Apple is up more than 70% this year; Microsoft – 50%. Together they have contributed almost 40% to the more than 30% rise in the Nasdaq.
Facebook, Google and Amazon, the other heavy weights in the index, have together contributed about 19% to this year’s performance.
Just five companies have contributed almost 60% to this year’s Nasdaq returns!
Apple and Microsoft together have bought back almost $85Bn of their own shares this year. Amazon does not buy back its shares (yet). Google started in 2015 and has bought back $8Bn this year. Facebook started buying back its shares last year and has bought back about $13Bn this year.
Intel, Comcast, Nvidia, Costco, Charter Communications bring up the top 10 with a combined share buyback of around $20bn. Costco, Charter Communications and, to a certain extent, Nvidia, are actually, good examples of Yardeni’s claim that companies mostly buy back shares to avoid dilution. Sadly, that is not the case for the heavy hitters in the list, the ones doing most of the buybacks, and thus the ones with a disproportionate influence on index performance. For example, just among those five, Intel and Comcast have done 3/4 of the combined buybacks.
There is a big difference when it comes to Apple and Microsoft, however.
Since 2007 Apple has outperformed Microsoft in both Revenue growth (former’s increased 10x, latter’s – about 2.5x) and EPS growth (20x increase vs. 3.5x). In 2007 Apple’s revenue was about half of Microsoft’s. In 2010 they were the same. Today Apple’s revenue is more than 2.5x bigger than Microsoft’s, however it topped in Q3’2018, while Microsoft’s is still growing.
Apple only started paying dividend in 2010 and buying back its stock in 2011. Since then, both have spent about 25% of their top-line revenues, on average, on shareholders payouts. However, Microsoft spends considerably more on R&D as a % of revenue than Apple.
Apple managed to reduce its share count by almost 30% since 2012. Microsoft reduced its share count by a ‘mere’ 22% since 2007. And it shows. Apple’s share price has massively outperformed Microsoft’s since 2007. Of course, there are other factors in place (the IPhone came in 2007) and maybe it is just a coincidence that the out-performance started in 2010, when Apple began giving cash back to shareholders!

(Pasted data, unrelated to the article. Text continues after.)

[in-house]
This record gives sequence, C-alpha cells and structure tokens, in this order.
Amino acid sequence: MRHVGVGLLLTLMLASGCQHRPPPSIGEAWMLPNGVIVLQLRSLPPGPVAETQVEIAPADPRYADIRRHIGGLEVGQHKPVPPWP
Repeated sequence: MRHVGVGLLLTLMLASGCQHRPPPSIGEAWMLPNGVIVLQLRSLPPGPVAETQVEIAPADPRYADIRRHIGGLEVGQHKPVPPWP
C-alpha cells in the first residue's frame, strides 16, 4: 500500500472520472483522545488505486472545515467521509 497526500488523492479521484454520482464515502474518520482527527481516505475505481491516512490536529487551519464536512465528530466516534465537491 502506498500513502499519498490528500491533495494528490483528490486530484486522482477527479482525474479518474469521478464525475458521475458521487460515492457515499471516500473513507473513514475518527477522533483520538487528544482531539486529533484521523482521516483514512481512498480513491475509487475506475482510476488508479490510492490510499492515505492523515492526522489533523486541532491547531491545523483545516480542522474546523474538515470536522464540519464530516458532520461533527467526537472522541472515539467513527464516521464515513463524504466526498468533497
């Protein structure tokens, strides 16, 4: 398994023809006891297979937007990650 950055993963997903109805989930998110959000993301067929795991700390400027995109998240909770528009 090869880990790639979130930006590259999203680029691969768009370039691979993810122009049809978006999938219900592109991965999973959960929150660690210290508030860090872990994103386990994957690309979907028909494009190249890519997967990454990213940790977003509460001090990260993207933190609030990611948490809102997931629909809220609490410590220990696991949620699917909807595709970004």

Bottom line: Make sure you have at least AAPL and MSFT share price on your screens all the time into year end.
Home Depot cuts its 2019 forecast after sales miss; shares drop the most since 2008.
Since 2007, Home Depot’s top-line revenue has increased by 37%, while its EPS has increased by 249%, almost 7x more.
Since 2007, Home Depot has bought $72Bn shares back, one of the largest share buyback programs out there, cutting its share count in the process by almost half; yet its dividend payments increased by more than 3x.
Emphasis on the fact that Home Depot topped analysts’ expectations for earnings but sales fell short. Which is exactly the story of our times: Easier to push up EPS through the share count (buybacks) than through top-line revenue growth. Management also gets paid on EPS, not revenue.
And the cherry on the cake: Home Depot’s share price has increased by more than 700% since the end of 2007; the S&P Index has increased by about 111% since then.
One would have thought that after so many years of Home Depot using the same technique to ‘score a home run’, investors would have understood the tactic and re-priced its valuation.
The idea about this post came after listening to Ben Hunt’s and Ed Yardeni’s recent Ritholz Wealth Management podcasts. While, in general, I do agree with the conclusion Ben reaches, I thought looking at just two individual companies’ share buyback programs, as he did in two separate posts, is perhaps a bit too narrow. At the same time, I was doubtful whether Yardeni’s approach of going to the opposite extreme of looking at all S&P 500 companies and taking the average is equally that ‘practical’.
Ed Yardeni is a top strategist but his claim in “Exposing the big lie about stock buybacks” that the majority (2/3) of US stock buybacks go to cover employee stock issuance, even if true on an aggregate level, does not change the fact that buybacks are possibly the main driver of US stock out-performance.
“The current source for equity issuance data in the Financial Accounts of the United States does not fully incorporate issuance to employees by public corporations. Staff is exploring how best to reflect such issuance activity in future releases.”
Emphasis on fully. What does this mean? Look at p.68, table F.223 of the latest Flow of Funds data. So, line 2 (‘Nonfinancial corporate business’) does not include ESOPs (and other equity compensation plans)? I don’t think that changes the demand-supply dynamics. Share grants are different from IPOs and buybacks as they are a non-cash flow item, as in the former there is no exchange of cash at issuance and the effect on the supply of shares happens only when those are sold by the employees in the secondary market. They are a balance sheet item. So mot likely, they will be registered either in line 16 (‘Household sector’) or in line 31 (‘Broker and dealers’) at the point of sale.